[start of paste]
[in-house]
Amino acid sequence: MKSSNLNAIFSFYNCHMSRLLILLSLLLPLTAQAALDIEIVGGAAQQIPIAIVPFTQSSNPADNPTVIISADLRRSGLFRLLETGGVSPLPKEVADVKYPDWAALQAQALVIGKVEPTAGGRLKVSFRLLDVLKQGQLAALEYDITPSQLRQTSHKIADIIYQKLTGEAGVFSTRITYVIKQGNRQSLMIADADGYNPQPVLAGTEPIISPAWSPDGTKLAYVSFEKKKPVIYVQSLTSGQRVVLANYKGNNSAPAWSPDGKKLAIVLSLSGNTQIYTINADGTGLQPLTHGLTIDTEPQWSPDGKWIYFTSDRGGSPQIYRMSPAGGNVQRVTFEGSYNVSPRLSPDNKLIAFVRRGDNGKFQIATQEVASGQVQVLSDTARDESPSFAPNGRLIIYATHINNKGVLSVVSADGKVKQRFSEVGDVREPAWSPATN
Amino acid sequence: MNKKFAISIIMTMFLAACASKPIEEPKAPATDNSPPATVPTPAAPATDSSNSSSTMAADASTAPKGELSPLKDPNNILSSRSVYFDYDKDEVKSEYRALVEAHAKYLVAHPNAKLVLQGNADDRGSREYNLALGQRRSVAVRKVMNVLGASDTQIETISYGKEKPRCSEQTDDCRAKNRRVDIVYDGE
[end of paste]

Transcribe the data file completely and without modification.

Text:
[in-house]
Amino acid sequence: MKSSNLNAIFSFYNCHMSRLLILLSLLLPLTAQAALDIEIVGGAAQQIPIAIVPFTQSSNPADNPTVIISADLRRSGLFRLLETGGVSPLPKEVADVKYPDWAALQAQALVIGKVEPTAGGRLKVSFRLLDVLKQGQLAALEYDITPSQLRQTSHKIADIIYQKLTGEAGVFSTRITYVIKQGNRQSLMIADADGYNPQPVLAGTEPIISPAWSPDGTKLAYVSFEKKKPVIYVQSLTSGQRVVLANYKGNNSAPAWSPDGKKLAIVLSLSGNTQIYTINADGTGLQPLTHGLTIDTEPQWSPDGKWIYFTSDRGGSPQIYRMSPAGGNVQRVTFEGSYNVSPRLSPDNKLIAFVRRGDNGKFQIATQEVASGQVQVLSDTARDESPSFAPNGRLIIYATHINNKGVLSVVSADGKVKQRFSEVGDVREPAWSPATN
Amino acid sequence: MNKKFAISIIMTMFLAACASKPIEEPKAPATDNSPPATVPTPAAPATDSSNSSSTMAADASTAPKGELSPLKDPNNILSSRSVYFDYDKDEVKSEYRALVEAHAKYLVAHPNAKLVLQGNADDRGSREYNLALGQRRSVAVRKVMNVLGASDTQIETISYGKEKPRCSEQTDDCRAKNRRVDIVYDGE